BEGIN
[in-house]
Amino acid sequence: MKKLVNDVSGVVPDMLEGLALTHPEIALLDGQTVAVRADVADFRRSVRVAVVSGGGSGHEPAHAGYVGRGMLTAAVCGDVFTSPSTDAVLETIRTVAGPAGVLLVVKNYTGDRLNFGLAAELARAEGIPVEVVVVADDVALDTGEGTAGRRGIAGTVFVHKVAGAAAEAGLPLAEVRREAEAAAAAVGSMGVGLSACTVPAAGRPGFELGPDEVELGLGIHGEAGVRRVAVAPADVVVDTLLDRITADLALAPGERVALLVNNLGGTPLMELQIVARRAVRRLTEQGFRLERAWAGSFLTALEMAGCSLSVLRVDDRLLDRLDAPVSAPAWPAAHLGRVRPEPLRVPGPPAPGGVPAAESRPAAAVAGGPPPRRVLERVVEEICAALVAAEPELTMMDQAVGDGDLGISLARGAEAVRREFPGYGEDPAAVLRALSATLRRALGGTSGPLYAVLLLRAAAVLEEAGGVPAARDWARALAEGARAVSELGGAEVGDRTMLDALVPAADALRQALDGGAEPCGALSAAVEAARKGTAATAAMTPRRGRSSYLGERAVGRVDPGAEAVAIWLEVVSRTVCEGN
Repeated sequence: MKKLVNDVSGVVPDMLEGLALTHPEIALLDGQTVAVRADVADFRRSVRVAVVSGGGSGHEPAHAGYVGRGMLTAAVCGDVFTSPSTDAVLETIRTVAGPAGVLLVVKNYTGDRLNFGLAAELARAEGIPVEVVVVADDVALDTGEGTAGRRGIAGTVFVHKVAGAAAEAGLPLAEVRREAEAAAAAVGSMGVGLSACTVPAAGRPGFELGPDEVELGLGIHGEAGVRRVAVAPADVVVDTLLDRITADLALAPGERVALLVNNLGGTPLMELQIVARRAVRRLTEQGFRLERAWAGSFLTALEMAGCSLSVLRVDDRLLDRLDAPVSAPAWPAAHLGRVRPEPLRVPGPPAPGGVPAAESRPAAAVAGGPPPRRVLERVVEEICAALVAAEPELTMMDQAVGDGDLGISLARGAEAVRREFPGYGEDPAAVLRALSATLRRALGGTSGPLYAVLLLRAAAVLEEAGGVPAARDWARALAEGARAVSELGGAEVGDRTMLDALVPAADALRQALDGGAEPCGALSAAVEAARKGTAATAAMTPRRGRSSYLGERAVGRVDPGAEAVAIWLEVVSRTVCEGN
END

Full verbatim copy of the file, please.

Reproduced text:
[in-house]
Amino acid sequence: MKKLVNDVSGVVPDMLEGLALTHPEIALLDGQTVAVRADVADFRRSVRVAVVSGGGSGHEPAHAGYVGRGMLTAAVCGDVFTSPSTDAVLETIRTVAGPAGVLLVVKNYTGDRLNFGLAAELARAEGIPVEVVVVADDVALDTGEGTAGRRGIAGTVFVHKVAGAAAEAGLPLAEVRREAEAAAAAVGSMGVGLSACTVPAAGRPGFELGPDEVELGLGIHGEAGVRRVAVAPADVVVDTLLDRITADLALAPGERVALLVNNLGGTPLMELQIVARRAVRRLTEQGFRLERAWAGSFLTALEMAGCSLSVLRVDDRLLDRLDAPVSAPAWPAAHLGRVRPEPLRVPGPPAPGGVPAAESRPAAAVAGGPPPRRVLERVVEEICAALVAAEPELTMMDQAVGDGDLGISLARGAEAVRREFPGYGEDPAAVLRALSATLRRALGGTSGPLYAVLLLRAAAVLEEAGGVPAARDWARALAEGARAVSELGGAEVGDRTMLDALVPAADALRQALDGGAEPCGALSAAVEAARKGTAATAAMTPRRGRSSYLGERAVGRVDPGAEAVAIWLEVVSRTVCEGN
Repeated sequence: MKKLVNDVSGVVPDMLEGLALTHPEIALLDGQTVAVRADVADFRRSVRVAVVSGGGSGHEPAHAGYVGRGMLTAAVCGDVFTSPSTDAVLETIRTVAGPAGVLLVVKNYTGDRLNFGLAAELARAEGIPVEVVVVADDVALDTGEGTAGRRGIAGTVFVHKVAGAAAEAGLPLAEVRREAEAAAAAVGSMGVGLSACTVPAAGRPGFELGPDEVELGLGIHGEAGVRRVAVAPADVVVDTLLDRITADLALAPGERVALLVNNLGGTPLMELQIVARRAVRRLTEQGFRLERAWAGSFLTALEMAGCSLSVLRVDDRLLDRLDAPVSAPAWPAAHLGRVRPEPLRVPGPPAPGGVPAAESRPAAAVAGGPPPRRVLERVVEEICAALVAAEPELTMMDQAVGDGDLGISLARGAEAVRREFPGYGEDPAAVLRALSATLRRALGGTSGPLYAVLLLRAAAVLEEAGGVPAARDWARALAEGARAVSELGGAEVGDRTMLDALVPAADALRQALDGGAEPCGALSAAVEAARKGTAATAAMTPRRGRSSYLGERAVGRVDPGAEAVAIWLEVVSRTVCEGN